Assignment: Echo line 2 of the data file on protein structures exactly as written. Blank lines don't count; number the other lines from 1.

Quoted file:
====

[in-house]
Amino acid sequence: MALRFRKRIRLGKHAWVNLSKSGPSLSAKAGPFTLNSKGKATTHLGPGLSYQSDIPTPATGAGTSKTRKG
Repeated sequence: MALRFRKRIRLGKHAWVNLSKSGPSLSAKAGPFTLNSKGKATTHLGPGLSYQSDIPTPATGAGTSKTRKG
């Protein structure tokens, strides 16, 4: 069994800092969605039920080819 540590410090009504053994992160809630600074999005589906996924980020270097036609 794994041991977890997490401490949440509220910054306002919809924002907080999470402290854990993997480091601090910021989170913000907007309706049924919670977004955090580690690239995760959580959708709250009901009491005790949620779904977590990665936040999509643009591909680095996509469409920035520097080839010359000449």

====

Amino acid sequence: MALRFRKRIRLGKHAWVNLSKSGPSLSAKAGPFTLNSKGKATTHLGPGLSYQSDIPTPATGAGTSKTRKG